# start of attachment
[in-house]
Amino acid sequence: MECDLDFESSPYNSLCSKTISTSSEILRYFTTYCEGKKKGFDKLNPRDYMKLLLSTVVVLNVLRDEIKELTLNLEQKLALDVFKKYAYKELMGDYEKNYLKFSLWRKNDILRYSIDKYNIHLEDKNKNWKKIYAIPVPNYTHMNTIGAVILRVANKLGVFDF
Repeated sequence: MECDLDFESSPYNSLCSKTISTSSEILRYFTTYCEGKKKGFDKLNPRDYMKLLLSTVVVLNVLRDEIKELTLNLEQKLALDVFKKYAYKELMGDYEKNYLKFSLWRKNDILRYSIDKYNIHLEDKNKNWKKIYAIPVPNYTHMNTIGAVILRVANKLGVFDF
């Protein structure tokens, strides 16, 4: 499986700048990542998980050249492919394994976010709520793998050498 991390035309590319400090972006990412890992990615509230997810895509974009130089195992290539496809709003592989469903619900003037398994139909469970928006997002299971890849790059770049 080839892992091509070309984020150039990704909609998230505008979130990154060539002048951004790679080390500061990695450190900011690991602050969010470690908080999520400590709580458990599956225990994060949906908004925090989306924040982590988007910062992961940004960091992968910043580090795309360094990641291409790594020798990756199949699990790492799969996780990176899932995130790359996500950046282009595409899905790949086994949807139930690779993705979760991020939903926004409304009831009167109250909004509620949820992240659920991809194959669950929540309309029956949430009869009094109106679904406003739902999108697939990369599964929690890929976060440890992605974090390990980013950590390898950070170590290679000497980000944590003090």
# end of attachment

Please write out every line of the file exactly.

[in-house]
Amino acid sequence: MECDLDFESSPYNSLCSKTISTSSEILRYFTTYCEGKKKGFDKLNPRDYMKLLLSTVVVLNVLRDEIKELTLNLEQKLALDVFKKYAYKELMGDYEKNYLKFSLWRKNDILRYSIDKYNIHLEDKNKNWKKIYAIPVPNYTHMNTIGAVILRVANKLGVFDF
Repeated sequence: MECDLDFESSPYNSLCSKTISTSSEILRYFTTYCEGKKKGFDKLNPRDYMKLLLSTVVVLNVLRDEIKELTLNLEQKLALDVFKKYAYKELMGDYEKNYLKFSLWRKNDILRYSIDKYNIHLEDKNKNWKKIYAIPVPNYTHMNTIGAVILRVANKLGVFDF
């Protein structure tokens, strides 16, 4: 499986700048990542998980050249492919394994976010709520793998050498 991390035309590319400090972006990412890992990615509230997810895509974009130089195992290539496809709003592989469903619900003037398994139909469970928006997002299971890849790059770049 080839892992091509070309984020150039990704909609998230505008979130990154060539002048951004790679080390500061990695450190900011690991602050969010470690908080999520400590709580458990599956225990994060949906908004925090989306924040982590988007910062992961940004960091992968910043580090795309360094990641291409790594020798990756199949699990790492799969996780990176899932995130790359996500950046282009595409899905790949086994949807139930690779993705979760991020939903926004409304009831009167109250909004509620949820992240659920991809194959669950929540309309029956949430009869009094109106679904406003739902999108697939990369599964929690890929976060440890992605974090390990980013950590390898950070170590290679000497980000944590003090």